The back-end ERP remained as standard as they could make it, while all their energy was directed at building the best front-end client application they could.

“The back-end system, which is doing all the heavy lifting, is standard, whereas we try to customise the front-end as much as possible because of the client,” says Elson.

Venter adds that it was good to be able to build the solution using the administration of royalties as the starting point, because they are the most complex aspect of OSR’s business.

“It’s rare to build a framework that we could replicate to other revenue streams and other kinds of returns. The framework has subsequently been used for payroll tax, insurance duties and so on, and eventually maybe down the track for grants. There is a big focus on a robust design when building a repeatable solution,” says Venter.

The implementation

The solution was implemented in 10 months and the first batch of royalties went live in September 2012. Considering the complicated nature of royalties payments, Elson says it was quite an aggressive timeframe to put in place, especially considering government traditionally doesn’t necessarily have the best delivery track record.

“Within OSR, we do deliver on time and budget. Some of the comments after the project went live were that it was probably the smoothest implementation they have ever had,” he says.

A team of 30-40 people worked on the project, and although there were no particular dramas during the implementation, the team did need to put change control processes in place, as well as learn how the whole Java environment works.

One of the critical factors for the successful implementation was that OSR had UXC Oxygen on-site and had a very strong project management framework in place, according to Elson. This allowed the team to simply work through issues as they arose, with communication being hugely important.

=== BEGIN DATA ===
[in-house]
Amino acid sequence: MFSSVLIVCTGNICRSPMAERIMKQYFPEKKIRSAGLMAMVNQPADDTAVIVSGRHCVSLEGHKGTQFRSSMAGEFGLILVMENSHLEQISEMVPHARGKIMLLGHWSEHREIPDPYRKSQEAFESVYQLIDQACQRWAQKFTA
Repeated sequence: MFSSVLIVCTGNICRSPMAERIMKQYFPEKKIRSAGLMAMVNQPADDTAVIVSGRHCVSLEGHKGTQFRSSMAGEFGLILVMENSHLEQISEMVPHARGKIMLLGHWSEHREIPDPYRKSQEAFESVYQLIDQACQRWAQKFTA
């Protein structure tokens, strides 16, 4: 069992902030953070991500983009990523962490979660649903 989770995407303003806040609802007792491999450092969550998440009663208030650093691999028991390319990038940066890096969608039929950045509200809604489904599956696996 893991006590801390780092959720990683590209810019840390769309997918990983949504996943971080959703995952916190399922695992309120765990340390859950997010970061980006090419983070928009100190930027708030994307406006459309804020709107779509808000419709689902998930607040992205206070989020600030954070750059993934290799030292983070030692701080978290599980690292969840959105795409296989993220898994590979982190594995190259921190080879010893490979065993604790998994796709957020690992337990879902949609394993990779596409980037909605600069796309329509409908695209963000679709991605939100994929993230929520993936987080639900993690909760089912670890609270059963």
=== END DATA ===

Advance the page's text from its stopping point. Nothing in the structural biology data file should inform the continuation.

“There is always going to be issues on any project – it was just a matter of sitting down and trying to find a solution,” he says.

The OSR rolled out the same framework for payroll payments in June this year, which only took eight weeks to build, test and implement. Having the initial design time to really get it right the first time and then be able to replicate that framework made the process as efficient as possible, says Costello.

As opposed to royalties, which are complex but limited, the size and scale of payroll was the challenging element. Every business that does any work with any business in Queensland or had large returns through the payroll tax forms are included – resulting in the system needing to service 21,000 users.

The client-facing application offers two new features: authentication via the AUSkey credential and a Twitter feed.  

“We tightened up some of the authentication in the front-end using AUSkey. Because it’s critical and very market-intensive information, our royalties division is very concerned with security and access,” says Elson.

“We also built into the application our Twitter feed as well, so when they log in they can see that feed, whether it’s about training or allotment dates, which is quite unique. I don’t think there are any other return applications which do that.”

The OSR has just been through its peak period for the year – the annual payroll return lodgement. While all 21,000 users are now on the solution, they started with a pilot group of 900 users, who were known to have had issues previously.

“We targeted users who were still using paper lodgement and weren’t embracing the e-business channel, as well as clients who experience compatibility issues, whether that be with Internet Explorer or Adobe, which numbers around 400-500 each month,” says Elson.

“Out of the 900 pilot users, we had no system issues at all. The only issue we had was against one client and that was an existing back-end service which we believe is somehow related to volume, and we haven’t completed our stress and volume testing.”